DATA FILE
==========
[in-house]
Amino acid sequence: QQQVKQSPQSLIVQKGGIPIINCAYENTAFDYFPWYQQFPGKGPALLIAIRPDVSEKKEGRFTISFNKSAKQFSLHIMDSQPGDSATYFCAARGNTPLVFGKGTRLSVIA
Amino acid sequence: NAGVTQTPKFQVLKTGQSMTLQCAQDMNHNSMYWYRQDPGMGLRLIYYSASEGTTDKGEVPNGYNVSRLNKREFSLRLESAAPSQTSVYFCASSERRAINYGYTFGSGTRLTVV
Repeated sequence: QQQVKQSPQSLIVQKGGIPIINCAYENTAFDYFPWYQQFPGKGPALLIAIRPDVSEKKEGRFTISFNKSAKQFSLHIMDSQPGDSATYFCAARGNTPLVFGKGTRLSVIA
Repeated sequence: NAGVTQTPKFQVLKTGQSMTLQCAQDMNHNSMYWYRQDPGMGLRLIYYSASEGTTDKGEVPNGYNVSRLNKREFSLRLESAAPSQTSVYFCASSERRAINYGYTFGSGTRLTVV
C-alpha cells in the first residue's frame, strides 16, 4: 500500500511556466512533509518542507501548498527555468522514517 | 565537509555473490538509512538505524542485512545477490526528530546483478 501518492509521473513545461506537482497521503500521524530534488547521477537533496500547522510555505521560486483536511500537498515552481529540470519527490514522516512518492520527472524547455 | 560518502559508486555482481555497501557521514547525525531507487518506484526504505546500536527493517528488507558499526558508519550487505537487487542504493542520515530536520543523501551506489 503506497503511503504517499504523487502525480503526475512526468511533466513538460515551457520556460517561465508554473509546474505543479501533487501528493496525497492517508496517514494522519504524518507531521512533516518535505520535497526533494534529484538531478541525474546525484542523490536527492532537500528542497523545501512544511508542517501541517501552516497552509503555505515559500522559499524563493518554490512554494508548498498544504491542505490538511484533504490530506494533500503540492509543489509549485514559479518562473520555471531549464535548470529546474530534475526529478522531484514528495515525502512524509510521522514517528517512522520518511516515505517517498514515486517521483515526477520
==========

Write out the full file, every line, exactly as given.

[in-house]
Amino acid sequence: QQQVKQSPQSLIVQKGGIPIINCAYENTAFDYFPWYQQFPGKGPALLIAIRPDVSEKKEGRFTISFNKSAKQFSLHIMDSQPGDSATYFCAARGNTPLVFGKGTRLSVIA
Amino acid sequence: NAGVTQTPKFQVLKTGQSMTLQCAQDMNHNSMYWYRQDPGMGLRLIYYSASEGTTDKGEVPNGYNVSRLNKREFSLRLESAAPSQTSVYFCASSERRAINYGYTFGSGTRLTVV
Repeated sequence: QQQVKQSPQSLIVQKGGIPIINCAYENTAFDYFPWYQQFPGKGPALLIAIRPDVSEKKEGRFTISFNKSAKQFSLHIMDSQPGDSATYFCAARGNTPLVFGKGTRLSVIA
Repeated sequence: NAGVTQTPKFQVLKTGQSMTLQCAQDMNHNSMYWYRQDPGMGLRLIYYSASEGTTDKGEVPNGYNVSRLNKREFSLRLESAAPSQTSVYFCASSERRAINYGYTFGSGTRLTVV
C-alpha cells in the first residue's frame, strides 16, 4: 500500500511556466512533509518542507501548498527555468522514517 | 565537509555473490538509512538505524542485512545477490526528530546483478 501518492509521473513545461506537482497521503500521524530534488547521477537533496500547522510555505521560486483536511500537498515552481529540470519527490514522516512518492520527472524547455 | 560518502559508486555482481555497501557521514547525525531507487518506484526504505546500536527493517528488507558499526558508519550487505537487487542504493542520515530536520543523501551506489 503506497503511503504517499504523487502525480503526475512526468511533466513538460515551457520556460517561465508554473509546474505543479501533487501528493496525497492517508496517514494522519504524518507531521512533516518535505520535497526533494534529484538531478541525474546525484542523490536527492532537500528542497523545501512544511508542517501541517501552516497552509503555505515559500522559499524563493518554490512554494508548498498544504491542505490538511484533504490530506494533500503540492509543489509549485514559479518562473520555471531549464535548470529546474530534475526529478522531484514528495515525502512524509510521522514517528517512522520518511516515505517517498514515486517521483515526477520